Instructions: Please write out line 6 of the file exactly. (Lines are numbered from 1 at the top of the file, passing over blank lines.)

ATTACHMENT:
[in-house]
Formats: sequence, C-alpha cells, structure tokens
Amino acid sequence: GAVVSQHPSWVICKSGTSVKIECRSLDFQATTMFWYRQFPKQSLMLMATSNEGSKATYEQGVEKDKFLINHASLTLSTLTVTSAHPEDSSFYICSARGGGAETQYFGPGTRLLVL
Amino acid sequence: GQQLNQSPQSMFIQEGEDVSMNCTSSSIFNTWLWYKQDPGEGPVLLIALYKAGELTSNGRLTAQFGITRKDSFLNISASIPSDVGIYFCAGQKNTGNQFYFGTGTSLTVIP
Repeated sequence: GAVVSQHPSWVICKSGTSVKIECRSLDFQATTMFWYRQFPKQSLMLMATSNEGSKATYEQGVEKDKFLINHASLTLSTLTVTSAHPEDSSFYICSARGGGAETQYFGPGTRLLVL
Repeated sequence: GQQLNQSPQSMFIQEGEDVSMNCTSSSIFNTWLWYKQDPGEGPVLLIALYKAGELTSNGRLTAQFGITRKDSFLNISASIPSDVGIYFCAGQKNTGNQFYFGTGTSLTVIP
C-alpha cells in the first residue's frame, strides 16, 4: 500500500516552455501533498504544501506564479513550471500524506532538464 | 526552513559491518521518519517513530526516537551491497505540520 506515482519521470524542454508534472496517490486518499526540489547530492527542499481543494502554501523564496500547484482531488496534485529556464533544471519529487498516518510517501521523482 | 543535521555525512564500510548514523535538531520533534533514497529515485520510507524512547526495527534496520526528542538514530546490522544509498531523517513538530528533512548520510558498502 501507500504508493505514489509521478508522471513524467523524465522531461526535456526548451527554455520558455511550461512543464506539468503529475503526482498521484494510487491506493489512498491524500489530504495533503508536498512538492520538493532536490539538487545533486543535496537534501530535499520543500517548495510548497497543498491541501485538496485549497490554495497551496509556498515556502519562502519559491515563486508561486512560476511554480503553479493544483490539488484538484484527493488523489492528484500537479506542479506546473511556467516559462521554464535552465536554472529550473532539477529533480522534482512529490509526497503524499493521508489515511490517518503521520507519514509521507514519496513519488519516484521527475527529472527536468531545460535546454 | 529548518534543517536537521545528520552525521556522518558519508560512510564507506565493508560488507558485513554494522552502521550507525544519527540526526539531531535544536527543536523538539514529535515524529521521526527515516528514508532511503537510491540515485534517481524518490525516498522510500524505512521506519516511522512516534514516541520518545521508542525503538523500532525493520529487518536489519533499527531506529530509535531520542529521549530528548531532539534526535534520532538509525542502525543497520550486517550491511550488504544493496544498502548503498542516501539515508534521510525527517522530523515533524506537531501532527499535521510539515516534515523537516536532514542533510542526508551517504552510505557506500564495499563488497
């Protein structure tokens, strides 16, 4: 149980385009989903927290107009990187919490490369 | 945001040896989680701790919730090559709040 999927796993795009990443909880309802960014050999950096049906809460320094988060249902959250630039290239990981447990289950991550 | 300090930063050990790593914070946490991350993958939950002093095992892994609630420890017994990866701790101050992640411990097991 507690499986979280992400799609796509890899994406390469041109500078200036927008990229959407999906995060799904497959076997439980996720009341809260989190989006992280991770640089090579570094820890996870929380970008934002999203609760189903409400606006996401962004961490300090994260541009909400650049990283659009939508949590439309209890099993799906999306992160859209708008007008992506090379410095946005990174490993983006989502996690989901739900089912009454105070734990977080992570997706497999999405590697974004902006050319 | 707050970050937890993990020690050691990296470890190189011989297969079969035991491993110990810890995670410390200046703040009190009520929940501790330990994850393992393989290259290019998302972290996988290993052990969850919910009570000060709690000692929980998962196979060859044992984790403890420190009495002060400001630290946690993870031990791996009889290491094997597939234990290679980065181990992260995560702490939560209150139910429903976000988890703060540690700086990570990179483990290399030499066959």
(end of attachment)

Repeated sequence: GQQLNQSPQSMFIQEGEDVSMNCTSSSIFNTWLWYKQDPGEGPVLLIALYKAGELTSNGRLTAQFGITRKDSFLNISASIPSDVGIYFCAGQKNTGNQFYFGTGTSLTVIP